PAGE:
We’ll find out soon enough. In the meantime, there are some new clips out (see here, here and here) from the film, a red band trailer and new TV spot, Joel Edgerton talked about the film recently (noting the parallels between Cold War fears of communism and terrorist fears today), the film’s Russian poster looks pretty cool, and a new comic book series supporting the film’s launch is being released. And speaking of comic books and alien threats in the Antarctic, Lorenzo di Bonaventura – who seems to own the rights to every alien invasion property in existence – just picked up the rights to the Area 52 comic book from back in 2001.
• Speaking of Alien and alien-related prequels, there’s been a lot of chatter recently about Ridley Scott’s Prometheus, although none of it as exciting as the leaking in August of images from the film’s Comic-Con showreel. I’ve seen those images, by the way, and would love to post them here – but I’m not eager to be contacted by Twentieth Century Fox lawyers about it, so you’ll just have to go someplace like here to see at least a few of them. In any case, what these images reveal are two things: 1) the film already is looking extraordinary in terms of its dark, retro-design, really pulling you back into the murky, claustrophobic world of the original film; 2) Prometheus is quite obviously an Alien-prequel, Sir Ridley’s coy assertions aside. This is really looking like a film not to miss next summer.
Screenwriter Damon Lindelof revealed a few details recently about Michael Fassbender and Charlize Theron’s characters … SPOILER ALERT … Fassbender will be playing an android, no doubt of the intense/brooding variety, while Charlize will be playing a corporate suit (surprise, surprise!) … END OF SPOILERS … also: the film has a new ‘official’ synopsis, and Guy Pierce and new cast member Patrick Wilson are out talking about the film.
• In semi-related news, Ridley Scott announced recently that he will be directing the next Blade Runner film – in whatever form that will take – although Harrison Ford will not be involved.
• Entertainment Tonight recently did a cheerful little behind-the-scenes feature on Battleship, which you should make sure to see. Much as with the Hasbro-Michael Bay Transformers, it looks like director Peter Berg received a lot of assistance from the military on this film, and Berg otherwise talks about working on the film here. We also now have the first official photo of Rihanna appearing in the film, cast members Alexander Skarsgard and Hamish Linklater are out talking about Battleship … and, of course, most importantly, we finally have the first official photo of Brooklyn Decker in the film (see below). She’s looking a little frosty.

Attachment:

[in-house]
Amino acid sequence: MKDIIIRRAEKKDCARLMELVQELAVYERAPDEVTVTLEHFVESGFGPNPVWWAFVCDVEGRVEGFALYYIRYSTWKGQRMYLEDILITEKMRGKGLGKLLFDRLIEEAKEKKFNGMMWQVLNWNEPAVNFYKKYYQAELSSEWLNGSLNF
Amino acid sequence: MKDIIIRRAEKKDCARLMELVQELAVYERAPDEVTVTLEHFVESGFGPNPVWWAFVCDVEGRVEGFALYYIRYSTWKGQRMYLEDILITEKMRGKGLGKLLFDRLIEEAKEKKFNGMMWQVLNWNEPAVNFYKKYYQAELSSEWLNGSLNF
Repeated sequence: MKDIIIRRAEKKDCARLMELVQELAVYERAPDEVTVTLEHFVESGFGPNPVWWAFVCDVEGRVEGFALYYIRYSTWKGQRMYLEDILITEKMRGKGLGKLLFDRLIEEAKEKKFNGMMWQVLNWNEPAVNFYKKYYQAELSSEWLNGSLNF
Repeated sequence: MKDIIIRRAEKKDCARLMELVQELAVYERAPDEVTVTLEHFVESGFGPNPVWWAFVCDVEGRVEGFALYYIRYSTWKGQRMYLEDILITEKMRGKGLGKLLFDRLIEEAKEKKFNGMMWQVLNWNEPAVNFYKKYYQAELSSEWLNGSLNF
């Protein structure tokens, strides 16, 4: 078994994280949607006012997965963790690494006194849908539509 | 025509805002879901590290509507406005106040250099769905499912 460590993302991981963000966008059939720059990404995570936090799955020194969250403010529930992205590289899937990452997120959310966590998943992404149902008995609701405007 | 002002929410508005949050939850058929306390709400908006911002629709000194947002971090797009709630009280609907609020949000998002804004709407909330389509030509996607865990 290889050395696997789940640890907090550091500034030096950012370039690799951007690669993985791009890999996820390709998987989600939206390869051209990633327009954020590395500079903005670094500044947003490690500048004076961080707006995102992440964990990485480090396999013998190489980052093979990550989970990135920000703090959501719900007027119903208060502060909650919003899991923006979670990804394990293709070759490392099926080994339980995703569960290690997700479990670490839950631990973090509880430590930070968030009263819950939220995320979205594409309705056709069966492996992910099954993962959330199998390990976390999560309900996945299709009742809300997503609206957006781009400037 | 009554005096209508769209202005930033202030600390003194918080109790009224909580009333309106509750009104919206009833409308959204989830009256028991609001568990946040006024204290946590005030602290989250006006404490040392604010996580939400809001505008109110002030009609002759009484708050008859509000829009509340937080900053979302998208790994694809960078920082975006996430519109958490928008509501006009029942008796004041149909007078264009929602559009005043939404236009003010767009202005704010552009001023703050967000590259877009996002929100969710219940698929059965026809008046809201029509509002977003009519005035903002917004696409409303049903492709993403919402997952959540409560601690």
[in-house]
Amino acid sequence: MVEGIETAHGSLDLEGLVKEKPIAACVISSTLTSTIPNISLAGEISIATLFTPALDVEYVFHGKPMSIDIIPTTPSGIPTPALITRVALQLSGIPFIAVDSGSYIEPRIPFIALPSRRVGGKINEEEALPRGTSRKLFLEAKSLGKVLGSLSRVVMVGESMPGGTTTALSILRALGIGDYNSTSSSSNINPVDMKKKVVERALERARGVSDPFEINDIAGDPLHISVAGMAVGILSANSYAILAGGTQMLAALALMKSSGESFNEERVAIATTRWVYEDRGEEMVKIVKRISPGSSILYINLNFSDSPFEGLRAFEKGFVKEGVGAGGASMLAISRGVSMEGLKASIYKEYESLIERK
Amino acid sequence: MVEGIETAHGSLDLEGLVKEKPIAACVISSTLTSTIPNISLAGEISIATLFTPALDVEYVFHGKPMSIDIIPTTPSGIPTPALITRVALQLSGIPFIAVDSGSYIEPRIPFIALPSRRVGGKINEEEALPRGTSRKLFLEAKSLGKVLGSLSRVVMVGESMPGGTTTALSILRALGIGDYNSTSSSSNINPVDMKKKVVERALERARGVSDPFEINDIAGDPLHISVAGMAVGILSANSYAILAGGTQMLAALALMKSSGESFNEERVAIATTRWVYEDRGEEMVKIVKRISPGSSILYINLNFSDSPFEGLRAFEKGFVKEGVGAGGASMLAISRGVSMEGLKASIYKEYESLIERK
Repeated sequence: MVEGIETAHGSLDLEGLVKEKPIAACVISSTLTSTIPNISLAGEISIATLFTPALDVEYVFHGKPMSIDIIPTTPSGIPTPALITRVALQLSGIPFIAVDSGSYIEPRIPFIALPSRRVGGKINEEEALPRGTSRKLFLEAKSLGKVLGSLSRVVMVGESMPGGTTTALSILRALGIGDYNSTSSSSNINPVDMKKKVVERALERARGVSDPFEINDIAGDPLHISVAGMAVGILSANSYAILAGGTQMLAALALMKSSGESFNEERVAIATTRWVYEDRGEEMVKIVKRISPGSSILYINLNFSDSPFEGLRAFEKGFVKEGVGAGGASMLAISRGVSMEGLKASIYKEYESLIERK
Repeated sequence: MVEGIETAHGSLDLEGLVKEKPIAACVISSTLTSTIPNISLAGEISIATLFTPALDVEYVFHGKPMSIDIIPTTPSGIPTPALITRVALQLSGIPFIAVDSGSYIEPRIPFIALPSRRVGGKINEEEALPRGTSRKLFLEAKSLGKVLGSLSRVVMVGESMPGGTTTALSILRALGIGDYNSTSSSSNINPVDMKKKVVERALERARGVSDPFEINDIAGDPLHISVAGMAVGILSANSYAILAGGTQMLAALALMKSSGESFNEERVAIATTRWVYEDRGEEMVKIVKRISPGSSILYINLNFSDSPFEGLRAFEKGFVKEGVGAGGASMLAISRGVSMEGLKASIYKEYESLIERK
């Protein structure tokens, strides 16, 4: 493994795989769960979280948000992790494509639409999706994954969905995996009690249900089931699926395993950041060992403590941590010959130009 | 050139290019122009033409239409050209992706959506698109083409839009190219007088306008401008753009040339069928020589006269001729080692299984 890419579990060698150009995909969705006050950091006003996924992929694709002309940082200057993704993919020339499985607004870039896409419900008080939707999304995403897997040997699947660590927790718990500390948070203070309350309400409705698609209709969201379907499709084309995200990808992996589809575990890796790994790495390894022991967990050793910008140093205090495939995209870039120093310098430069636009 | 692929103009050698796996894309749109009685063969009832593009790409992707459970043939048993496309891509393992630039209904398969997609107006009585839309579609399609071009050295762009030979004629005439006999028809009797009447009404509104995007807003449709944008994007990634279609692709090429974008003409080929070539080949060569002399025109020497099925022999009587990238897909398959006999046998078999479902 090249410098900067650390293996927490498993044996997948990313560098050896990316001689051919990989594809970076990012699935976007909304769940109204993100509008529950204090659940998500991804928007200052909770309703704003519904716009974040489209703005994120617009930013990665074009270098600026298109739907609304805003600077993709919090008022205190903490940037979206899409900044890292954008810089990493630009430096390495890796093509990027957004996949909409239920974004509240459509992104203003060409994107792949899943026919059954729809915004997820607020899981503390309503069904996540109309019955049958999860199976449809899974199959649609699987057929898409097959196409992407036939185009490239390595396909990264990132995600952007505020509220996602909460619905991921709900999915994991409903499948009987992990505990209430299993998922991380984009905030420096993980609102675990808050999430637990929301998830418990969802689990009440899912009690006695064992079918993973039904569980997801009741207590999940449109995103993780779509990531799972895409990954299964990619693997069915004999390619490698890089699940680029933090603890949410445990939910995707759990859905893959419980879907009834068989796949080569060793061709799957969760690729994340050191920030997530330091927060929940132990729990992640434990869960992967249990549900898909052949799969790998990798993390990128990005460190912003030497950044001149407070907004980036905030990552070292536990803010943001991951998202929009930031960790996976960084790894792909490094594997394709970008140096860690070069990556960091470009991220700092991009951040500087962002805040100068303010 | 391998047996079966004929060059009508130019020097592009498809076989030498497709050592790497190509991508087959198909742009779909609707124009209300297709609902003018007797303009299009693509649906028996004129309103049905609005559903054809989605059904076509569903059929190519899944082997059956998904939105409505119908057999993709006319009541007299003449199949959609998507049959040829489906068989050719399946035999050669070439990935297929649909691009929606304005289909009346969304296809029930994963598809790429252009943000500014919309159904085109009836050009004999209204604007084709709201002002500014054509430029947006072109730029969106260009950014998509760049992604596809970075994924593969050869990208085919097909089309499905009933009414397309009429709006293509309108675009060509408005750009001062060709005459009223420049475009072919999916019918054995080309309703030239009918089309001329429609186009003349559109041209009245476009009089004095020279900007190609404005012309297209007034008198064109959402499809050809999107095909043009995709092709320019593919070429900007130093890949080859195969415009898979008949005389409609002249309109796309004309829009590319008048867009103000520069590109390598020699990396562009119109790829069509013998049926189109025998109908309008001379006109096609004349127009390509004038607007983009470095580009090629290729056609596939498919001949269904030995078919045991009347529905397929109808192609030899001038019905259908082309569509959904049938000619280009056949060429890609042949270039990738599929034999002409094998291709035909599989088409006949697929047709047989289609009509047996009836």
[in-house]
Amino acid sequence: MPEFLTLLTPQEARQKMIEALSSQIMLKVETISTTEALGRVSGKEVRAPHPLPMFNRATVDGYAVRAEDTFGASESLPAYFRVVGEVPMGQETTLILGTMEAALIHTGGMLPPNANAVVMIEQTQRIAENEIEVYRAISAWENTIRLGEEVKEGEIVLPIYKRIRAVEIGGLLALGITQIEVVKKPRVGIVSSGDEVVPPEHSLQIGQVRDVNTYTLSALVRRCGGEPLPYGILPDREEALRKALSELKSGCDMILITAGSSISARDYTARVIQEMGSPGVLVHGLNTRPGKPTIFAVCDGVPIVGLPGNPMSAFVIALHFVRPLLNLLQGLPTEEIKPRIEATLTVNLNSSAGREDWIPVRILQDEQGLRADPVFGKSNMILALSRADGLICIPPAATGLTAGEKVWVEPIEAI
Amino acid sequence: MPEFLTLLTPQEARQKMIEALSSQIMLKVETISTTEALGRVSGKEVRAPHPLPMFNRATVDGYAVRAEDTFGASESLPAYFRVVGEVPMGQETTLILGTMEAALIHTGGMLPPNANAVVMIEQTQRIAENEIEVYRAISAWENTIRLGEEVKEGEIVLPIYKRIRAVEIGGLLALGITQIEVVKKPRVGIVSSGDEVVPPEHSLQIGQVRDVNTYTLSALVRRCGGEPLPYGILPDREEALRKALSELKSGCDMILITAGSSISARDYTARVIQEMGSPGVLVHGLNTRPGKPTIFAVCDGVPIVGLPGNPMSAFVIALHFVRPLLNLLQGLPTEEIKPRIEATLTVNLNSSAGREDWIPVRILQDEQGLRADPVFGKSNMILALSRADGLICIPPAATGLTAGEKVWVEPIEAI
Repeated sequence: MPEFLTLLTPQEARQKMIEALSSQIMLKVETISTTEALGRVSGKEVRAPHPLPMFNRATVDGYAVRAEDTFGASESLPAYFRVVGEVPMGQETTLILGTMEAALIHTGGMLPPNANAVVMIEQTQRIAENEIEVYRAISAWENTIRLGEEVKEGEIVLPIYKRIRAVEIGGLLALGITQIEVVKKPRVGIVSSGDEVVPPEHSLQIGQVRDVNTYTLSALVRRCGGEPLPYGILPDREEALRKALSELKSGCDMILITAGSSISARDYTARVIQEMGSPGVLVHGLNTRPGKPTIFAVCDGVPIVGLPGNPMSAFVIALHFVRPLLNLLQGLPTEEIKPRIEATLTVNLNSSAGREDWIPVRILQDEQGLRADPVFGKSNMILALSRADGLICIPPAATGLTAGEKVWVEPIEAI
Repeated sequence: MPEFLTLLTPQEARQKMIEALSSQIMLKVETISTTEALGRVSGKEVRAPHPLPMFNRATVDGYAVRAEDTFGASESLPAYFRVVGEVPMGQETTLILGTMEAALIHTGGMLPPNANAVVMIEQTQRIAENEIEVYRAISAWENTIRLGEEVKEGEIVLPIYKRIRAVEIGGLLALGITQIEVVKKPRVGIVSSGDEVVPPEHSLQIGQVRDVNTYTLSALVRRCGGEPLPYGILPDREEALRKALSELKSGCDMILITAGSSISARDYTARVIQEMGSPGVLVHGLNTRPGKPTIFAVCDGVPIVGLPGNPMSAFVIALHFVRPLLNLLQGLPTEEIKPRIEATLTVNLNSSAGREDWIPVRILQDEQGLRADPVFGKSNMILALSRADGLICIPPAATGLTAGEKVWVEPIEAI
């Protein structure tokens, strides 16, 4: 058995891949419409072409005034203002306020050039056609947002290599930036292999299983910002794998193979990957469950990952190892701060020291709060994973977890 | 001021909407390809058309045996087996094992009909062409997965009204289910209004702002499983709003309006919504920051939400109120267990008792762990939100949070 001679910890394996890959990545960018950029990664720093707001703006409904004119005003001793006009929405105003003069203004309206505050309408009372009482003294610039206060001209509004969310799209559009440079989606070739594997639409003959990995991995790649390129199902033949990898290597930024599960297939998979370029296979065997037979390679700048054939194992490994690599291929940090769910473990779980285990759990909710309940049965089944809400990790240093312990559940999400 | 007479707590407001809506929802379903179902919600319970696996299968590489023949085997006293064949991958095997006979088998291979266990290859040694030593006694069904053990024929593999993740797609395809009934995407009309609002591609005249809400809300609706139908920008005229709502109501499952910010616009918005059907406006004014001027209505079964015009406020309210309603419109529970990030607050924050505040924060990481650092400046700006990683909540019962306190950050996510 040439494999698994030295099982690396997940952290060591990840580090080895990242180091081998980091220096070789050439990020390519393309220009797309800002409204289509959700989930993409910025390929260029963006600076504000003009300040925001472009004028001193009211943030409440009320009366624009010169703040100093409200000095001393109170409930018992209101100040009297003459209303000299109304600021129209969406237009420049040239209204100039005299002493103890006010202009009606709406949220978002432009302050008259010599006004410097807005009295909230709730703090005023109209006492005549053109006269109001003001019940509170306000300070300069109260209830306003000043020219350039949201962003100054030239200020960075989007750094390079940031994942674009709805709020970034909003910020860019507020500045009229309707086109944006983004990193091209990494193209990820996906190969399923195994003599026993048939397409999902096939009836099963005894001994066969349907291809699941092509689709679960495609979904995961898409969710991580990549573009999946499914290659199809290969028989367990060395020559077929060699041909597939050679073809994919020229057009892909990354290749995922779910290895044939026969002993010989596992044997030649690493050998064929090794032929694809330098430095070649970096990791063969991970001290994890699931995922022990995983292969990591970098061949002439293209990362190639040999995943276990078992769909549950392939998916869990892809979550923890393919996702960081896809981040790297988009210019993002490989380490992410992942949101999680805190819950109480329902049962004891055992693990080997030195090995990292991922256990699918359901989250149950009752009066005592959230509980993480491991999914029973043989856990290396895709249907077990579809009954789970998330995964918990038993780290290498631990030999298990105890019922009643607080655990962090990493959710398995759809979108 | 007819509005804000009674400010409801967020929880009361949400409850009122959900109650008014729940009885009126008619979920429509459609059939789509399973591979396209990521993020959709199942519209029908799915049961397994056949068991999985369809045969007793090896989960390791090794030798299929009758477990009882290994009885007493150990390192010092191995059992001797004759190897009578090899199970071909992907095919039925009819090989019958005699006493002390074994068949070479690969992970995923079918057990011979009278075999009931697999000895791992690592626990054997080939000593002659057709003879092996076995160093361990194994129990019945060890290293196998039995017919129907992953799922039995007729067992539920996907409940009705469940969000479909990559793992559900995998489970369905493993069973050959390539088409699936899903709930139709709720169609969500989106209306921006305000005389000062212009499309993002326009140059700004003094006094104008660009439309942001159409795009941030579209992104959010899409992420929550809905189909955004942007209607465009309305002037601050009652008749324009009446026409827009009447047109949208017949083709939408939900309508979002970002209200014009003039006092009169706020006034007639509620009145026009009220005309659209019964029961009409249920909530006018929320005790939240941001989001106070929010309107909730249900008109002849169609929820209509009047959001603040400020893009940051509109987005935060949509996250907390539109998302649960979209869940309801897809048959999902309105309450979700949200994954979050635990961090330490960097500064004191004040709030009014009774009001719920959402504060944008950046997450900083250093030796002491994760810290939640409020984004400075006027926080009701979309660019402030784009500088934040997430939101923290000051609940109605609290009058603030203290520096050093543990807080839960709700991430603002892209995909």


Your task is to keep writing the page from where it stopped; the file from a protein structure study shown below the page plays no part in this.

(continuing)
By Jason Apuzzo. THE PITCH: Timur Bekmambetov produces a $5 million found-footage sci-fi thriller about an ‘officially’ scrubbed Apollo 18 mission that we learn was secretly launched by the Defense Department in December 1974 in search of … a mysterious presence on the Moon.
THE SKINNY: The Weinstein-distributed Apollo 18 wastes a great premise and an effective re-creation of America’s pioneering Moon landings on a listless storyline, thin characters, lame thrills, and a gratuitous cheap shot at the U.S. military that confounds the film’s own plot. NASA was wise to steer clear of this film, and so should you.
WHAT WORKS: • If you ever wanted to experience what a Moon landing might feel like from the first-person perspective of the astronauts, Apollo 18 captures that in 1970s period detail – although the film spends too much time in the claustrophobic confines of the lunar lander, and never fully stretches its legs on the Moon.
• The found-footage motif is worked nicely into the storyline, introducing (courtesy of Apple’s Final Cut Pro) a mixture of handheld Super-8mm footage and distressed analog video that gives the film visual interest and an authentic, period feel.